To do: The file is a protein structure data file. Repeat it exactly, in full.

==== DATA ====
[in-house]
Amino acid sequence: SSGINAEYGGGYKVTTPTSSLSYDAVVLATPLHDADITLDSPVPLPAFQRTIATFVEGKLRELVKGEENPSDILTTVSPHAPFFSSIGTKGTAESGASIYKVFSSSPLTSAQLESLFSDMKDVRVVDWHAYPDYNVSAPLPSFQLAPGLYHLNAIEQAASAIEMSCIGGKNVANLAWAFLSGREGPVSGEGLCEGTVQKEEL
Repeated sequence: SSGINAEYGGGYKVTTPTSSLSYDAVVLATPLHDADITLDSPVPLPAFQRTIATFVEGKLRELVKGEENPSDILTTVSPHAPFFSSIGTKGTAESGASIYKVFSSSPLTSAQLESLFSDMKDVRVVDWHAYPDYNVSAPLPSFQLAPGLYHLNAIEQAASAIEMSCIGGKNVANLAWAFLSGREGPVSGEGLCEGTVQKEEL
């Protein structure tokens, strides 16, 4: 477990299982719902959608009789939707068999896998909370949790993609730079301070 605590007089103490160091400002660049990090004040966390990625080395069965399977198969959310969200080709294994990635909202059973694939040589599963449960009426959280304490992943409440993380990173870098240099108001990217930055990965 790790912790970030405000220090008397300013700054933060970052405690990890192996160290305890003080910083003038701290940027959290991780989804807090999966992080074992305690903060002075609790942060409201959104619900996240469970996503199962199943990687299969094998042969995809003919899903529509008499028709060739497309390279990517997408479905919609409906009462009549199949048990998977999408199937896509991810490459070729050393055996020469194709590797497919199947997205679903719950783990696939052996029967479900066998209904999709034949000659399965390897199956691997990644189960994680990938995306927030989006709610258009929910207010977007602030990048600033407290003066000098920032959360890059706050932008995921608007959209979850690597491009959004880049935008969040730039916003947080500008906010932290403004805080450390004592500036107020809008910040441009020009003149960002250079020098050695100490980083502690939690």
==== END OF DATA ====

[in-house]
Amino acid sequence: SSGINAEYGGGYKVTTPTSSLSYDAVVLATPLHDADITLDSPVPLPAFQRTIATFVEGKLRELVKGEENPSDILTTVSPHAPFFSSIGTKGTAESGASIYKVFSSSPLTSAQLESLFSDMKDVRVVDWHAYPDYNVSAPLPSFQLAPGLYHLNAIEQAASAIEMSCIGGKNVANLAWAFLSGREGPVSGEGLCEGTVQKEEL
Repeated sequence: SSGINAEYGGGYKVTTPTSSLSYDAVVLATPLHDADITLDSPVPLPAFQRTIATFVEGKLRELVKGEENPSDILTTVSPHAPFFSSIGTKGTAESGASIYKVFSSSPLTSAQLESLFSDMKDVRVVDWHAYPDYNVSAPLPSFQLAPGLYHLNAIEQAASAIEMSCIGGKNVANLAWAFLSGREGPVSGEGLCEGTVQKEEL
């Protein structure tokens, strides 16, 4: 477990299982719902959608009789939707068999896998909370949790993609730079301070 605590007089103490160091400002660049990090004040966390990625080395069965399977198969959310969200080709294994990635909202059973694939040589599963449960009426959280304490992943409440993380990173870098240099108001990217930055990965 790790912790970030405000220090008397300013700054933060970052405690990890192996160290305890003080910083003038701290940027959290991780989804807090999966992080074992305690903060002075609790942060409201959104619900996240469970996503199962199943990687299969094998042969995809003919899903529509008499028709060739497309390279990517997408479905919609409906009462009549199949048990998977999408199937896509991810490459070729050393055996020469194709590797497919199947997205679903719950783990696939052996029967479900066998209904999709034949000659399965390897199956691997990644189960994680990938995306927030989006709610258009929910207010977007602030990048600033407290003066000098920032959360890059706050932008995921608007959209979850690597491009959004880049935008969040730039916003947080500008906010932290403004805080450390004592500036107020809008910040441009020009003149960002250079020098050695100490980083502690939690």